His principle of poetry:
Deep love for nature
Lines Written in Early Spring
To the Cuckoo
I Wandered Lonely as a Cloud
My Heart Leaps Up
Intimations of Immortality
Lines Composed a Few Miles above Tintern Abbey
The feeling of common people (Rural life and lower classes)
- The Solitary Reaper
- We Are Seven
- The Ruined Cottage
- Simon Lee
- The Old Cumberland Beggar
- Lucy Poems
Samuel Taylor Coleridge (1772-1834)
- The Rime of the Ancient Mariner
- Kubla Khan (1797)
- Christabel (1797-1800)
The Rime of the Ancient Mariner
It is a long poem, telling a strange story in the form of ballads. Three guests are on their way to a wedding party but one of them is detained by an ancient mariner, who tells him of his adventures at sea. The albatross, a sea bird, is an omen of luck. A seaman for no reason at all kills the bird, and for this reason the whole ship is punished by God and the seaman is punished by his fellow seamen. The theme is about sin and its expiation. The poem introduces the reader to a supernatural realm, bit it manages to create a sense of reality. The combination of the natural and the supernatural, the ordinary and the extraordinary makes the “Ancient Mariner” one of the masterpieces of Romantic poetry.
Robert Southey (1774-1834)
George Gordon Byron (1788-1824)
- Childe Harold’s Pilgrimage
- Don Juan
- The Prophecy of Dante
- The Vision of Judgment
- The Age of Bronze
Childe Harold’s Pilgrimage
The long poem contains 4 cantos. It is written in the Spenserian stanza. i.e. a 9-line stanza rhymed ababbcbcc, in which the first 8 lines are in iambic pentameter while the ninth in iambic hexameter.
The poem tells of Childe Harold’s travel in Europe. The poem is interspersed with lyrical outbursts which give utterance to Byron’s own philosophical and political views. These views are expressed through the mouth of Harold which shows his great yearning for freedom and justice and his intense hatred for all tyrants and tyranny.
Don Juan, a satirical epic, is Byron’s masterpiece. It is 16,000 lines long, in 16 cantos and written in ottava rima, each stanza containing 8 iambic pentameter lines rhymed abababcc.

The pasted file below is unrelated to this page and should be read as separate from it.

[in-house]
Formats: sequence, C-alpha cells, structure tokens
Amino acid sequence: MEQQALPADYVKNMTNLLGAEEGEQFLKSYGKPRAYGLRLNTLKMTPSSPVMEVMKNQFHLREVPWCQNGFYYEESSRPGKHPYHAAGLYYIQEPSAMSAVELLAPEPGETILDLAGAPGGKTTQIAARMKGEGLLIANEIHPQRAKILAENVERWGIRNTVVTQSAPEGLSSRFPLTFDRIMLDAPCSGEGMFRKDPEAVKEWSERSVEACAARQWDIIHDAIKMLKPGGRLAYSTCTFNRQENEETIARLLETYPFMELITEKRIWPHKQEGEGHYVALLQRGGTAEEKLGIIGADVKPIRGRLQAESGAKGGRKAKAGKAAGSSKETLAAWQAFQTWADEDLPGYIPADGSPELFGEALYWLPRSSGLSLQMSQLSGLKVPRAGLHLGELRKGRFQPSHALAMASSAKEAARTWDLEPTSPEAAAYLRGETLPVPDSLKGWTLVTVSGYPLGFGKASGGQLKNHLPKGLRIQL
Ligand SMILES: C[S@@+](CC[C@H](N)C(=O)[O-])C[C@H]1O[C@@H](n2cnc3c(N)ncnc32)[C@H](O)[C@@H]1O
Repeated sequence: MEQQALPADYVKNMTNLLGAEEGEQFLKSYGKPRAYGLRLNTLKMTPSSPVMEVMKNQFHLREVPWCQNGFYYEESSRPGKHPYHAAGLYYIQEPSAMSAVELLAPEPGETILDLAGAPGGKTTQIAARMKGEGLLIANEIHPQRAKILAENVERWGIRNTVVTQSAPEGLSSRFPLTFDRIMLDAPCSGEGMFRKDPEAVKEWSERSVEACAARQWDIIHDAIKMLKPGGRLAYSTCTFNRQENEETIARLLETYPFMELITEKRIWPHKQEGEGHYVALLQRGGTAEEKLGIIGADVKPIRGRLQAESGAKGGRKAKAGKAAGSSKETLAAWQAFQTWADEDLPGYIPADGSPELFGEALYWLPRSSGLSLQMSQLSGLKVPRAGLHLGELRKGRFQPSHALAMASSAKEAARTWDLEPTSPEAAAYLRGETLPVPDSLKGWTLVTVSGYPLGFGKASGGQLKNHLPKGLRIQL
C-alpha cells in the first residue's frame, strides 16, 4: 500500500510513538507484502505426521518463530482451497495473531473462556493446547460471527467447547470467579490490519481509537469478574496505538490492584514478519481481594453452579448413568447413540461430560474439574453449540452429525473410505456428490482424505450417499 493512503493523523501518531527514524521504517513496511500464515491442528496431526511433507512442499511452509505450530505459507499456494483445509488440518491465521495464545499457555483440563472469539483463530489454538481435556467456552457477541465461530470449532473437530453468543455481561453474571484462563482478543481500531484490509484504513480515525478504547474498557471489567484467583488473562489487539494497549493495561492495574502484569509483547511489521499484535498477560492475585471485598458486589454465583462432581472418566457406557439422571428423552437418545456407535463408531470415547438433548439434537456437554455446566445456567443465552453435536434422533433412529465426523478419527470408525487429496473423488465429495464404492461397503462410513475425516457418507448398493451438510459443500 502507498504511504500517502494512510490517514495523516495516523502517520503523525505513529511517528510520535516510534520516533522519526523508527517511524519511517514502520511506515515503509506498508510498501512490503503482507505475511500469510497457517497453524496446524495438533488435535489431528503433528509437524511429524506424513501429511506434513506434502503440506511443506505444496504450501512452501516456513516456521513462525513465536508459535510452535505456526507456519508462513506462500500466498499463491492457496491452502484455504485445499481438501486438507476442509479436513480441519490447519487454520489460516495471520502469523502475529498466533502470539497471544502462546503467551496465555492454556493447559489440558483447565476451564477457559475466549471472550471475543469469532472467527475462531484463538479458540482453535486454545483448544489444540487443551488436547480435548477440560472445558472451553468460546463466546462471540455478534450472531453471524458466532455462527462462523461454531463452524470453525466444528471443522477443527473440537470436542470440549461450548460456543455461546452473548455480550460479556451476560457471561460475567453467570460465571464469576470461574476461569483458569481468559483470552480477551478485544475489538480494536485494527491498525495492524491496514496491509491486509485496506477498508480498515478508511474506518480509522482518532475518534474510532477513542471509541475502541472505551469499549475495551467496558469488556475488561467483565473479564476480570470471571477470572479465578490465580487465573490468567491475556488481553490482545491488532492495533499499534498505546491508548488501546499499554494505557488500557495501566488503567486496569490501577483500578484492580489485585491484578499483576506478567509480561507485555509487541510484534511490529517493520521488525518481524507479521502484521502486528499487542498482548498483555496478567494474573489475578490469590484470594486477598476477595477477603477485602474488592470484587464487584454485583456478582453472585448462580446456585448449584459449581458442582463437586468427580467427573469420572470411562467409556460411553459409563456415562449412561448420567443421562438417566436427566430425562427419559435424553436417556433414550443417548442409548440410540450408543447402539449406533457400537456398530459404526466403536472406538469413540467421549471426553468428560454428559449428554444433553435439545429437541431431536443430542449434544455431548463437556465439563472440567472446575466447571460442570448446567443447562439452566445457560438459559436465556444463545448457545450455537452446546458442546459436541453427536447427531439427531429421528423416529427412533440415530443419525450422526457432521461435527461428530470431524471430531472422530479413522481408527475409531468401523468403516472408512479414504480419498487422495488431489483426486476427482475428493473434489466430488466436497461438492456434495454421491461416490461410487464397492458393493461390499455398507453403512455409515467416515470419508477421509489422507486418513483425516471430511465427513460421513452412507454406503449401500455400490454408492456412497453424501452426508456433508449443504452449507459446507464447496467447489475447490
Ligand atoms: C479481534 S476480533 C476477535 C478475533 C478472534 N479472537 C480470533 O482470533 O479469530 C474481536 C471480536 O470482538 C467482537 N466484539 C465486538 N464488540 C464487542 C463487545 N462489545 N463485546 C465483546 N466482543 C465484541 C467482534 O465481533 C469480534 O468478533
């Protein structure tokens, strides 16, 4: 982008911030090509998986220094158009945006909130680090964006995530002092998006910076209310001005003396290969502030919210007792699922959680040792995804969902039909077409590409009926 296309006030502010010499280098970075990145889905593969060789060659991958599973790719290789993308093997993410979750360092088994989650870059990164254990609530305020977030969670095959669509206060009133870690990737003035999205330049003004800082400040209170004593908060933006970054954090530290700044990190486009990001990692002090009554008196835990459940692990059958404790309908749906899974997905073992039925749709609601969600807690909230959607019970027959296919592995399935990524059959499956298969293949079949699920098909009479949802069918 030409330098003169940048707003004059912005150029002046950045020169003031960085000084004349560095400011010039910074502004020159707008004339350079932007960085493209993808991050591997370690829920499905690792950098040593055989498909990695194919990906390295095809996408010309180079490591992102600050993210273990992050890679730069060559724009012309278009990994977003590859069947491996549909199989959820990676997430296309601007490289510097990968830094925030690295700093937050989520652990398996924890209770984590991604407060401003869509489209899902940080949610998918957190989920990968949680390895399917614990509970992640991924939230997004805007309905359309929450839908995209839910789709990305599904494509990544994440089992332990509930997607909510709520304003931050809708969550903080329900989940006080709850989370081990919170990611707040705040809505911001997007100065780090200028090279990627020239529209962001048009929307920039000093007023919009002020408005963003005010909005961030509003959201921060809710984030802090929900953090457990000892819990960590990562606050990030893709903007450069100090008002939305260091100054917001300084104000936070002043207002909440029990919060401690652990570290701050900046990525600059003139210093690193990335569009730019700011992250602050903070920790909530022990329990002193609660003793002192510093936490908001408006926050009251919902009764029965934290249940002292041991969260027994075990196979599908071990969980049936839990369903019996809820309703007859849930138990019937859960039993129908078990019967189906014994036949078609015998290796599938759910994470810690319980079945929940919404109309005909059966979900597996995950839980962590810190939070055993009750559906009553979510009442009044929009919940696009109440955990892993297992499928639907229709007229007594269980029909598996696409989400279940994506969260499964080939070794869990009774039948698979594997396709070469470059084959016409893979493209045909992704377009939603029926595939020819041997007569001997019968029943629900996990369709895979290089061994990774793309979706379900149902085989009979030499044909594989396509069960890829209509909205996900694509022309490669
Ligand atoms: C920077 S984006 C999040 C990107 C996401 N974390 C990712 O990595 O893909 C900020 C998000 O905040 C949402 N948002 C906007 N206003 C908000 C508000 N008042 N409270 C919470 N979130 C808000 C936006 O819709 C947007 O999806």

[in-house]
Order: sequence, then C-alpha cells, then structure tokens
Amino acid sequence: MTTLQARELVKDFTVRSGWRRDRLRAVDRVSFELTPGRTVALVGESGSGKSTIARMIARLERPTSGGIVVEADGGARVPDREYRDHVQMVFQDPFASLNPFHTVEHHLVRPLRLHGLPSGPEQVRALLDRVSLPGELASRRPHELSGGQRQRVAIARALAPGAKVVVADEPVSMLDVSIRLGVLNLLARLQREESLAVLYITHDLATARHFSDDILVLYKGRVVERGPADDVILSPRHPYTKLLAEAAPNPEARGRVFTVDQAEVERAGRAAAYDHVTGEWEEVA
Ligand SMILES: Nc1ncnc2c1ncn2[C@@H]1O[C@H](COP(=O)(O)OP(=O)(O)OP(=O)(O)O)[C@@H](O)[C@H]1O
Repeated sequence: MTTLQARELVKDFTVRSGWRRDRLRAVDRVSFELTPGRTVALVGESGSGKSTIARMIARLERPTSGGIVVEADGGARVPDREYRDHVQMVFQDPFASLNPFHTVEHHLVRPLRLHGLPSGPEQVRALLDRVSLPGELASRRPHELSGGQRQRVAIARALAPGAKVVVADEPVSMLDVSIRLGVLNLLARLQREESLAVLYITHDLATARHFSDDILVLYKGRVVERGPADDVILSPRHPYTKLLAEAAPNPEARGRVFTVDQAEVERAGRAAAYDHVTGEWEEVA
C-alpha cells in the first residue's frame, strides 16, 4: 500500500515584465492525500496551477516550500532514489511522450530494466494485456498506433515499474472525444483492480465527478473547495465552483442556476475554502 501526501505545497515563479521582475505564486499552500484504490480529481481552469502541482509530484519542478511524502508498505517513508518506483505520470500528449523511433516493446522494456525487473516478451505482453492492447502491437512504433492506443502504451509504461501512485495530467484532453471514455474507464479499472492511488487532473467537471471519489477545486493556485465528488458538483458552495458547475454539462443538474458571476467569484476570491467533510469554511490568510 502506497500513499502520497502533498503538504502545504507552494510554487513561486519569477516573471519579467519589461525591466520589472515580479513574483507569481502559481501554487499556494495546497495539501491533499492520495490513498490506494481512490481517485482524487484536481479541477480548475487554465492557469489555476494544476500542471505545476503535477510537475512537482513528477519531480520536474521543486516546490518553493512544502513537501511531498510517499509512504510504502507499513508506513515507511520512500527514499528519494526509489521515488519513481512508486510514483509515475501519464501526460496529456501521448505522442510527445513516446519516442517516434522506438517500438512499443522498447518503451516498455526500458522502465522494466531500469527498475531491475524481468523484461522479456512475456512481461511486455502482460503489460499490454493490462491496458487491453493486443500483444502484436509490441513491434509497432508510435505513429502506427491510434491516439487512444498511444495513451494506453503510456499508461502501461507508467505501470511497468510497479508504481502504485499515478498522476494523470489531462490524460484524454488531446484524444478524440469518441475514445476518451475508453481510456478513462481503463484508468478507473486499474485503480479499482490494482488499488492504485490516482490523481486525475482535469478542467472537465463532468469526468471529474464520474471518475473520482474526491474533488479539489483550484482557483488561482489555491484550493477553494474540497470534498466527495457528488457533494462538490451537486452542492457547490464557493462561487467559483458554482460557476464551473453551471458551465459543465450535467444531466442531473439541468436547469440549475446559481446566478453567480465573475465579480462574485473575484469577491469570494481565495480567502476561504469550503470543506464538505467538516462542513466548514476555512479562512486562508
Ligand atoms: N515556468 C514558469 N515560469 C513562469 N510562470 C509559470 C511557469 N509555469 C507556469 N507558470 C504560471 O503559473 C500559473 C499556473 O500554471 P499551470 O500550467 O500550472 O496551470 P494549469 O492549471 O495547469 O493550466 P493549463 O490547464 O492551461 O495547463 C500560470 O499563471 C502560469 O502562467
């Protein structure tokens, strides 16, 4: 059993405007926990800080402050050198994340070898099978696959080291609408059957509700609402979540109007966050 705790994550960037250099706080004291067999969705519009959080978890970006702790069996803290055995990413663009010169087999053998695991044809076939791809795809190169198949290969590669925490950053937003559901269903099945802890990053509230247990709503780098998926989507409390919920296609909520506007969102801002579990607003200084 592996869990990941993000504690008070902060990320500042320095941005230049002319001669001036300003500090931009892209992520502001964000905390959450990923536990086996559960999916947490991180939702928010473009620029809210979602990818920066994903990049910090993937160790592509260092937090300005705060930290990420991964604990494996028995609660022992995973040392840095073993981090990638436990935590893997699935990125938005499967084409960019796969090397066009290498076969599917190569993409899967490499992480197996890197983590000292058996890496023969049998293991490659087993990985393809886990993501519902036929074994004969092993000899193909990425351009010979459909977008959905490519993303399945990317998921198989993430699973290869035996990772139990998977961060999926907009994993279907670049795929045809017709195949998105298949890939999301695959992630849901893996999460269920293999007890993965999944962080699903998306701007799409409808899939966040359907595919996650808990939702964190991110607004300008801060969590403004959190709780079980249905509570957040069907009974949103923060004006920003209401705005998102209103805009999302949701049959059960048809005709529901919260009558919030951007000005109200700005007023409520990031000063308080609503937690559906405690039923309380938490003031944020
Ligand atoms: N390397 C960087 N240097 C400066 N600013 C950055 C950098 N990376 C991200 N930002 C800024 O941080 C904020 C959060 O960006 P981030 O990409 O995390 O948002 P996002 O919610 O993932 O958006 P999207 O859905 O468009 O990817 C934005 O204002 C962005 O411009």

Ottava rima, an Italian stanza of eight 11-syllable line, with the rhyme scheme abababcc, introduced by sir Thomas Wyatt and by Y. B. Yeats in “Among School Children” and “Sailing to Byzantium” and is adapted by George Gordon Byron as ten-syllable line in “Don Juan”.
Percy Bysshe Shelley (1792-1822)
- Queen Mab (1813)
- Alastor (1816)
- The Revolt of Islam (1818)
- The Mask of Anarchy (1819)
- Lyrical dramas
- The Cenci (1819)
- Prometheus Unbound (1820)
- Hellas (1822)
- Elegiac poem
- Adonais (1821)
- Ode to the west wind
- To a Skylark
- The Defence of Poetry
- Song to the Men of England
- Sonnet: England in 1819
- A Lament
An ode in ancient literature is an elaborate lyrical poem composed for a chorus to chant and to dance to in modern use, it is rhymed lyric expressing noble feelings, often addressed to a person or celebrating an event.
Ode to the West Wind
This poem is most representative of Shelley’s feelings and thoughts at the time. It is a mixture of death and rebirth. Shelley is concerned with the regeneration of himself spiritually poetically and of Europe politically. He is appealing to the west wind to effect this regeneration. In the first 3 stanzas, the dynamic force of the west wind is manifested in its power on the land in the air, and in the sea in different seasons; it is the destroyer and preserver. It will be destroying the old world and herald in a new one. In the 4th stanza Shelley wishes that he were a leaf, a cloud, and a wave, so that he could feel the power of the west wind; but he is aware of his age and his suffering in life which have bent him down. Finally, he appeals to the wind, the wind of aspiration and change, to reinvigorate him and to give force and persuasiveness to his poetry.